A traveling salesperson injured in a car accident after an employer-sponsored happy hour had to drive past the highway exit to his home on the way to the event, sparking debate over whether he was still considered “on the job” at the time of the accident. The Pennsylvania Supreme Court says that he was, and he could be eligible for workers’ compensation.
Most of the debate in this case centers on the traveling employee doctrine, something the Pennsylvania Supreme Court says it has never specifically addressed until now. The doctrine states that when a traveling employee is injured in the course of business, they are considered on the job at the time of their injury unless their employer can prove they were acting outside of the scope of their employment.
In this case, plaintiff Jonathan Peters, a uniform sales representative for corporate apparel company Cintas Corporation, typically worked half-days in the company’s Allentown, Pennsylvania, branch office on Mondays, Tuesdays and Wednesdays, and traveled the remainder of those days, as well as Thursdays and Fridays, to meet with potential customers near Reading, Pennsylvania.
After his last sales appointment on February 27, 2015, Peters attended an employer-sponsored event at The Tilted Kilt in Allentown, Pennsylvania, and was injured in a motor vehicle accident after leaving the event. He filed a claim petition seeking partial disability benefits from February 28, 2015, and total disability benefits from April 3, 2015, alleging the accident happened in the course of his employment. Cintas Corporation, however, denied this.
Peters’ claim petition was then assigned to a workers’ compensation judge, who held hearings on the issue on February 10, 2016, and April 1, 2016. At the hearings, Peters testified that his sales manager, Michael Cintron, had invited the sales representatives to the Titled Kilt event earlier that week as a celebration to mark the end of a sales blitz week. He said these types of events had been held in the past and that he believed they were somewhat mandatory. Peters alleged that during the event, appetizers and drinks were served and paid for by Cintas Corporation and work was discussed.
Theodore Smith, a sales representative with Cintas, and Michael Cintron, a sales manager, both offered testimony consistent with Peters’ claims, although they emphasized that the social event was voluntary. They claimed work was not discussed during the event. Cintron could not recall whether Peters stated in a phone call that his motor vehicle accident occurred immediately after leaving the event or after he had stopped at a separate location.
The workers’ compensation judge denied Peters’ claim petition in a decision on November 1, 2016, stating that the event did not appear to be a mandatory business meeting. The judge did acknowledge that Peters was considered a traveling employee, however, the traveling employee doctrine was not applied because Peters testified that he passed the highway exit to his home to attend the event at The Tilted Kilt.
Peters later appealed the workers’ compensation judge’s decision to the Workers’ Compensation Appeal Board, which affirmed the decision in a November 16, 2017, order. He then appealed to the Commonwealth Court, which also affirmed. Then, Peters filed a petition for allowance of appeal, which was granted by the Pennsylvania Supreme Court.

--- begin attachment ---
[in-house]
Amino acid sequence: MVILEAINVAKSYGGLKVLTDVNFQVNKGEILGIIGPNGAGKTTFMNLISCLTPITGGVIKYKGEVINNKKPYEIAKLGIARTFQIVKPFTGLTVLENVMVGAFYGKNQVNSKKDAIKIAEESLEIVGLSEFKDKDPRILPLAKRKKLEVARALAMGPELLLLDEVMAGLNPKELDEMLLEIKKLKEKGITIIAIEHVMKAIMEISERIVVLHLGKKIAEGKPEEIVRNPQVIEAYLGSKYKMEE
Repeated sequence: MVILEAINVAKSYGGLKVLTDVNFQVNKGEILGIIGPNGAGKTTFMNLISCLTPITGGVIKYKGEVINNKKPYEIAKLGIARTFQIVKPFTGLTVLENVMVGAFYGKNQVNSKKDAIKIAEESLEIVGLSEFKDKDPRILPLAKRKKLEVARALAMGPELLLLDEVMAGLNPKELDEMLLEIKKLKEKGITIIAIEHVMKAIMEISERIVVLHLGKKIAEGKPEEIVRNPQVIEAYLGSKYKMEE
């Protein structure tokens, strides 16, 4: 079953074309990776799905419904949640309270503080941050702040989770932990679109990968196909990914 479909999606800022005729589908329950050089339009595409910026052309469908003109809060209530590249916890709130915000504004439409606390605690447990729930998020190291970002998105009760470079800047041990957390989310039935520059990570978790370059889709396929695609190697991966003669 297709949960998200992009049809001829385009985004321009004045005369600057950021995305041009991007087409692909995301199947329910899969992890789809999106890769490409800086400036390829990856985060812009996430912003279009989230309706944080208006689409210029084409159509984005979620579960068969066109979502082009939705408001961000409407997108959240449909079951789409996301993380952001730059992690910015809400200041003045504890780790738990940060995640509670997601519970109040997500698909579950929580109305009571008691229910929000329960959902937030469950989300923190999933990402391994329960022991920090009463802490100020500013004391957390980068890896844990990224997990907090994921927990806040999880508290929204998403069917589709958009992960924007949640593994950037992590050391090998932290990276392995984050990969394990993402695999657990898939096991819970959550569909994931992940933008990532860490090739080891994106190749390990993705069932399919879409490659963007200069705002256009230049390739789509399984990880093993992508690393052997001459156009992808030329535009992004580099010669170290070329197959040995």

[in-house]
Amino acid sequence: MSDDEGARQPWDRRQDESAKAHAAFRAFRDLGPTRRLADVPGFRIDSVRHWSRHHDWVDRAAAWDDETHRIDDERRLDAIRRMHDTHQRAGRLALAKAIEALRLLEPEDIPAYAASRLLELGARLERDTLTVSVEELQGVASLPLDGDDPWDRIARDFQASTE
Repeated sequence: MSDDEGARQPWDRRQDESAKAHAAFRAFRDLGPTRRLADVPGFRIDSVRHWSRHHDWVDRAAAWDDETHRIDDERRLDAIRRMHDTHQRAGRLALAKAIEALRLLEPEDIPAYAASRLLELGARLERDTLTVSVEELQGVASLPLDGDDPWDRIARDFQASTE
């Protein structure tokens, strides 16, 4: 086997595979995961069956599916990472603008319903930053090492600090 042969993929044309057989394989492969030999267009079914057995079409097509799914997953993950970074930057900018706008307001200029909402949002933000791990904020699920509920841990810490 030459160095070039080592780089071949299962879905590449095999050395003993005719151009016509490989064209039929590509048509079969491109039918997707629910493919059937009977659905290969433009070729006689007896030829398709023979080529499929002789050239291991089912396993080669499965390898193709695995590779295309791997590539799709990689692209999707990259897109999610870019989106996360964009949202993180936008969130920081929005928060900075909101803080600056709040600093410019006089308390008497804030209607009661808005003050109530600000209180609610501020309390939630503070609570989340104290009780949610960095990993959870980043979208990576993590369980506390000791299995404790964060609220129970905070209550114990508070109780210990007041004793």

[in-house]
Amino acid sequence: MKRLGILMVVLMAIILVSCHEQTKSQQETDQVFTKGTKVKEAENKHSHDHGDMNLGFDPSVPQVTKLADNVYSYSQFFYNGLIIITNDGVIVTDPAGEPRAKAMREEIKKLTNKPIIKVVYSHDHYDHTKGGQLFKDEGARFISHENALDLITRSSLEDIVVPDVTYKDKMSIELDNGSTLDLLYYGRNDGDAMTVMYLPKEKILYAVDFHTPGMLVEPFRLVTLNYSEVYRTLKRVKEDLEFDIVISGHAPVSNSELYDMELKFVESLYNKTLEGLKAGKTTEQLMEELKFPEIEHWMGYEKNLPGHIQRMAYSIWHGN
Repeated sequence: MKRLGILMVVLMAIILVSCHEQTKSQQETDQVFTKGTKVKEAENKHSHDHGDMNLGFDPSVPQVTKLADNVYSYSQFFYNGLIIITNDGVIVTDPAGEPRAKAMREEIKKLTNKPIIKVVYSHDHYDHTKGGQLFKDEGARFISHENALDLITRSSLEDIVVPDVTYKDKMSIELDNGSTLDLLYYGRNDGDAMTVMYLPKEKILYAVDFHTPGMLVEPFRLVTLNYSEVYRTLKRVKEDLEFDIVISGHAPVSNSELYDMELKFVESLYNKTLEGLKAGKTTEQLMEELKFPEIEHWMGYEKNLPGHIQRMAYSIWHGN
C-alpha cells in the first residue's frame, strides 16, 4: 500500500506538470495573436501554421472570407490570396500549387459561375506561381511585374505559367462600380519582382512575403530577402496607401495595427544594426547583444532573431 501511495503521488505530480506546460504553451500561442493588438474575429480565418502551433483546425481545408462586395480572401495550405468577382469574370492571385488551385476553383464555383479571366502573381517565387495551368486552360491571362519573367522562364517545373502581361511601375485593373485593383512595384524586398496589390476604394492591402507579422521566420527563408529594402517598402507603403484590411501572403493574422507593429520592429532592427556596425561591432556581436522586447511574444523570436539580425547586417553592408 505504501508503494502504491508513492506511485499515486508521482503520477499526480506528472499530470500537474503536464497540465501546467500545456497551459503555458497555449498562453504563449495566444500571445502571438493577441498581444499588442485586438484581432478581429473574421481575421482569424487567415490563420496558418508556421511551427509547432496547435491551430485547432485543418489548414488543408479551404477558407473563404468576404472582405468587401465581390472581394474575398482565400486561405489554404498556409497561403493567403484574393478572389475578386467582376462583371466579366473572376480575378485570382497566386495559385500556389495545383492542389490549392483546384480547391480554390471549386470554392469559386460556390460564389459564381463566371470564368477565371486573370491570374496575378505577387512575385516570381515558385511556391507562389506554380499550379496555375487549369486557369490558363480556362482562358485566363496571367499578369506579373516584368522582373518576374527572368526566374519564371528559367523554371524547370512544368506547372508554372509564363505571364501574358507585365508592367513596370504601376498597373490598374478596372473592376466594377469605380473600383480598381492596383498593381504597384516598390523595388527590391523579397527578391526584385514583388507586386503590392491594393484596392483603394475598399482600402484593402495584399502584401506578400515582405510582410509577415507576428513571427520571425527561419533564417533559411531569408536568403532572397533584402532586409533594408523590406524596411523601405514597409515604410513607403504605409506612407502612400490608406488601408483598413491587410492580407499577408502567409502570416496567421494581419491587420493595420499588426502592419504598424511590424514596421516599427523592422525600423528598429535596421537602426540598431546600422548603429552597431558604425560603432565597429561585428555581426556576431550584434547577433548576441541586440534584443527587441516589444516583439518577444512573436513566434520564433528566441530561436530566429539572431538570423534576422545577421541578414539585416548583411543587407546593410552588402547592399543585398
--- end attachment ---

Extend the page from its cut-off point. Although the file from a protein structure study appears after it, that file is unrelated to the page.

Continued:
Peters claimed that he was a traveling employee acting in the course of his employment at the time of the motor vehicle accident, because although he passed the highway exit to his home on the way to The Tilted Kilt, he was driving to an employer-sponsored event.
On the other hand, Cintas maintained that Peters abandoned his employment when he passed the highway exit to his home and went to The Tilted Kilt because his attendance was not mandatory for his employment and the event was not work-related.
Although the Commonwealth Court found that Peters’ employment duties ended when he passed the exit to his home, the Pennsylvania Supreme Court said that determination was “far too narrow.”
“An employee’s course of employment does not end simply because the employee passed his or her home during the workday,” Pennsylvania Supreme Court Justice Sallie Updyke Mundy found. “For example, if Claimant had passed his home while traveling from one customer to the next, he surely would not have ceased to be in the course of his employment simply by passing his home.”
Mundy also determined that although the event was social in nature, it was still hosted and sponsored by Cintas Corporation, who benefited by fostering relationships and improving employee morale. That said, she remanded to the workers’ compensation judge to determine whether Peters was leaving The Titled Kilt or a different location, as Cintron testified, at the time of the accident.
As a result, the Pennsylvania Supreme Court found that Peters was in the course of his employment during the event at The Titled Kilt, but because there is conflicting testimony as to where Peters was traveling from during the accident, the case was remanded back to the workers’ compensation judge for additional findings consistent with the Pennsylvania Supreme Court’s opinion.
The case is Jonathan Peters, Appellant v. Workers’ Compensation Appeal Board (Cintas Corporation).
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